A calorie is a measure of energy, the energy our body consumes through eating, or expends through activity. Whether we lose weight or gain weight is merely a factor of whether or not the energy we consume is greater or less than the energy we use through activity. We will “gain weight — fat, generally – if we take in more calories than we use up. We can “lose weight” – fat or muscle tissue – if we expend more calories than we take in. Although this seems rather simple, this formula is made much more complex by our body’s instinctual need for self-preservation. Our body instinctively holds onto our fat reserves if it believes that we are in a “fasting” situation, i.e. about to go through an extended period without food. This often occurs after years of chronic dieting or improper fueling because of erratic eating patterns. While you may lose weight after your first “diet”, once you go off your “diet”, the weight will come back on. Subsequent tries at dieting become more difficult and only result in a slow down of your resting metabolism. Recent research studies have proven that your body actually secretes hormones to increase your hunger levels and promote weight gain after each diet – another attempt to maintain fat stores for self- preservation.
In addition, how well your body expends its energy is dependent on whether or not you have a high resting metabolism (as with those with a good muscle base, or a genetically high metabolism), and how consistently and accurately you provide it with its necessary fuels – protein, fat, carbohydrates and water. Losing weight permanently and healthily means you must provide your body with these essential nutrients consistently throughout the day so it can depend on these fuels for burning, without the fear of fasting.
Here are 10 of the most important things you can do to maximize your ability to lose fat while maintaining high energy levels. These are permanent behavioral and lifestyle changes that are not related to any quick fix diet. Do not underestimate the importance of these suggestions. They are essential for long-term success!
- Exercise consistently throughout your life. While aerobic activity is important for cardiovascular health, you must also perform strength training to add muscle and increase your resting metabolism.
- Drink water throughout the day. Dehydration is a major cause of low energy levels and sabotages weight loss efforts.
- Know how much is in a “portion” of the foods you eat. Many of us eat two or three portions of our foods without knowing it. A portion of pasta is a scoop of ice cream! A serving size of juice is 6oz, not 12oz.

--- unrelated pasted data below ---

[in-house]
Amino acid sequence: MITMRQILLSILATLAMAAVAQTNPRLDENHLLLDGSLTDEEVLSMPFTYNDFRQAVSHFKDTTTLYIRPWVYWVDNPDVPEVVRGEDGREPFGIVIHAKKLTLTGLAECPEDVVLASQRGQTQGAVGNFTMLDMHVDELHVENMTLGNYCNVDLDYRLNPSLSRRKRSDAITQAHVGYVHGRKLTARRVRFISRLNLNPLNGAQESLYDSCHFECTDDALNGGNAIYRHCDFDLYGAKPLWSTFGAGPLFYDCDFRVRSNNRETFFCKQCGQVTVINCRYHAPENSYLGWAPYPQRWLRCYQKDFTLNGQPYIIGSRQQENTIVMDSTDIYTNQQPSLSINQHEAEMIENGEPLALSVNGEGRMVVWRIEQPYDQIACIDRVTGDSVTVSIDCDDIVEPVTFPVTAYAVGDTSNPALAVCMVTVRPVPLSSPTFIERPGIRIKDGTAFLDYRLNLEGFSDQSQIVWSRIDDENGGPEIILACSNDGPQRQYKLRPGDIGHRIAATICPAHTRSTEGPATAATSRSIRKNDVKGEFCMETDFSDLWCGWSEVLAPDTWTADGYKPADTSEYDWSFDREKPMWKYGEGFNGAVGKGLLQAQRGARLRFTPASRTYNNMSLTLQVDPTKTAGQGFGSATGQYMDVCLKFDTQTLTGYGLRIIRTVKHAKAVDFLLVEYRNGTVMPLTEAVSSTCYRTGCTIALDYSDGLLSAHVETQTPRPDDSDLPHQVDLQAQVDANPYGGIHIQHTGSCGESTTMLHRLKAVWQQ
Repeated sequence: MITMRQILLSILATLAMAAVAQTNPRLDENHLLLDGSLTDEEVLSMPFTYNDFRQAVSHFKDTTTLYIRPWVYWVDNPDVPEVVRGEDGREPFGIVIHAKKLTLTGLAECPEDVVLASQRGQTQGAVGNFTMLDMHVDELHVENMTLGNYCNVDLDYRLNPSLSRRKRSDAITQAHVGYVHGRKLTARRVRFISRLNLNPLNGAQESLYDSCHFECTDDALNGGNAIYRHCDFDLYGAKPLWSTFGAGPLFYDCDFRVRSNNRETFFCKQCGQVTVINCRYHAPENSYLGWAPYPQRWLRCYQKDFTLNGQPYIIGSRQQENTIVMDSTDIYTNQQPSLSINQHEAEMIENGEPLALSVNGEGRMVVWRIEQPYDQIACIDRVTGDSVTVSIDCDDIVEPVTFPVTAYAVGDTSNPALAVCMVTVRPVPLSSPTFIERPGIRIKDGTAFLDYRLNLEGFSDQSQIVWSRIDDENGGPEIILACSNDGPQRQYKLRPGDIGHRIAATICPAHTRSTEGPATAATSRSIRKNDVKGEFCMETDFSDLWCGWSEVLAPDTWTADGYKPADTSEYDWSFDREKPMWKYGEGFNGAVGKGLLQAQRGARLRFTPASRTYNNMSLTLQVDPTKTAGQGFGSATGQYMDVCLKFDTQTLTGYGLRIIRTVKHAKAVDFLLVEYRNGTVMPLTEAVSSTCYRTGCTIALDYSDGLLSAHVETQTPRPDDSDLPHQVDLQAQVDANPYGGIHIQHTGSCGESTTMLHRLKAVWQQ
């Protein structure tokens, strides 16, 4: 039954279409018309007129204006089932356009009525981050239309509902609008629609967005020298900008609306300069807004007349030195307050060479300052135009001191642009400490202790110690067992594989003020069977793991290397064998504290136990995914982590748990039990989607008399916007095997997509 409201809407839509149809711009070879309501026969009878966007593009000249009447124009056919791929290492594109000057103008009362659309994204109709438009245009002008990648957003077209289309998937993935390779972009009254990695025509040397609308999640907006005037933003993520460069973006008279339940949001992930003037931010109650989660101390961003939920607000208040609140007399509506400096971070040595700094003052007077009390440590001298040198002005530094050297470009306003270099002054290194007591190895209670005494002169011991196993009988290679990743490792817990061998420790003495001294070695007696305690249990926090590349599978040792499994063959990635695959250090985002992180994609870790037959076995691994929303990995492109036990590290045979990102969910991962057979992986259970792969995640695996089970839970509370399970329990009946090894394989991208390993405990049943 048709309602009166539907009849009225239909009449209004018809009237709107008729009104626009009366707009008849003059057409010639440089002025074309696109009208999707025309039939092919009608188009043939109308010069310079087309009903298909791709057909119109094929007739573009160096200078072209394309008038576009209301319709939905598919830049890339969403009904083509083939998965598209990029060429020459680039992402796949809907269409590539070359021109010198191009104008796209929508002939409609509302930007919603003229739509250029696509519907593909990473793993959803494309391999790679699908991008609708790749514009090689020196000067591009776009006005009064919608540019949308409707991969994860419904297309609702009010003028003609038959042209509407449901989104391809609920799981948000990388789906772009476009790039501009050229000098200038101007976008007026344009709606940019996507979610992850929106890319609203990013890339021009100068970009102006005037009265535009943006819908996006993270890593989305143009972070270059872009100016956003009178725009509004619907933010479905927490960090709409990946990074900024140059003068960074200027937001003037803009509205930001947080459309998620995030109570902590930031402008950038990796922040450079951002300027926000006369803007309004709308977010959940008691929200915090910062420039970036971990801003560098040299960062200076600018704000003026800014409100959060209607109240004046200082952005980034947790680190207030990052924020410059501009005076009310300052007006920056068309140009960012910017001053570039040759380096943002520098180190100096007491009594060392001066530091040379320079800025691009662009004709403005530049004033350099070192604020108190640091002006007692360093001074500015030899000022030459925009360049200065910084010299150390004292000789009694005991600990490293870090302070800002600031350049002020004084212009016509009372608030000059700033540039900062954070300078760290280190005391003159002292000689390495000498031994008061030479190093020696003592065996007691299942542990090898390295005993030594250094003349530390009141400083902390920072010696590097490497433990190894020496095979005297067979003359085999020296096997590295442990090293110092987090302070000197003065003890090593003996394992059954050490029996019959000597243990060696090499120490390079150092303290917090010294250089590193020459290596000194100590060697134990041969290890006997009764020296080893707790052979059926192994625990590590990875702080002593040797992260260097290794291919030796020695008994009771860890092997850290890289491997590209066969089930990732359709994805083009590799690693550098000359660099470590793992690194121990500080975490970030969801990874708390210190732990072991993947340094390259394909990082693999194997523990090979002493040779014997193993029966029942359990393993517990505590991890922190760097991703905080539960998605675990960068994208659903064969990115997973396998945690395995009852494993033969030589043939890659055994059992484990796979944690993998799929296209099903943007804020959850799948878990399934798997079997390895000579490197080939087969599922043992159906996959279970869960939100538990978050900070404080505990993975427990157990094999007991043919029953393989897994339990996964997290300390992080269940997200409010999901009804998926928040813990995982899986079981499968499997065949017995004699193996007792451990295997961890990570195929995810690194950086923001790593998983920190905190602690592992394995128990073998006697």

- Include protein, carbohydrates and healthy fats at EVERY meal. Your body needs these fuels consistently dispensed through the day.
- Eat every 3-4 hours to keep energy levels high and blood sugar levels constant. We actually BURN calories when we eat, and small frequent meals expend more energy than one or two meals a day.
- Eat the majority of your calories during the day, when you will burn them up, rather than at dinner time when they are more likely to get stored as fat.
- Keep a food log. Research has proven that those who keep a food log are 60-70% more successful at weight loss.
- Avoid excessive alcohol consumption. Drinking too much alcohol will sabotage your efforts to lose weight as your body stores most of it as fat, and also because alcohol lowers your resolve to eat healthy.
- Choose healthy, whole foods that are as natural as possible. Fruits, vegetables, lean meats and high fiber grains are all a necessity. Try to avoid processed foods and prepackaged foods as they generally contain unhealthy fats and high levels of sugar, salt and chemicals.
- Take a multivitamin, or, even better, take Juice Plus+®, a whole food alternative to multivitamins that provides vitamins and phyochemicals from 17 fruits and vegetables in a natural form. If you are a woman, take a calcium supplement. Recent research has shown that adequate calcium intake speeds up weight loss.
It is also helpful to know your approximate daily caloric needs based on your resting metabolism and your activity level. Your resting metabolism (RMR) is the number of calories you expend at total rest, and is approximately 10 times your current body weight. Never eat less than your resting metabolic level (unless recommended by a physician). Your body may perceive this as fasting! You need additional calories above and beyond your RMR due to daily activity, work and exercise. If you are very active, you will need approximately 50% more calories than your RMR. If you are inactive, you may only need 20-30% more calories. If your goal is weight loss, then subtract 200-300 calories off of this total to estimate a safe calorie range to shoot for.
Finally, have patience! Most weight gain creeps on slowly over time, as a result of a couple hundred extra calories a day. Healthy weight loss should be the same — slow and consistent. Remember that diets that promote quick weight loss DO NOT result in permanent weight loss.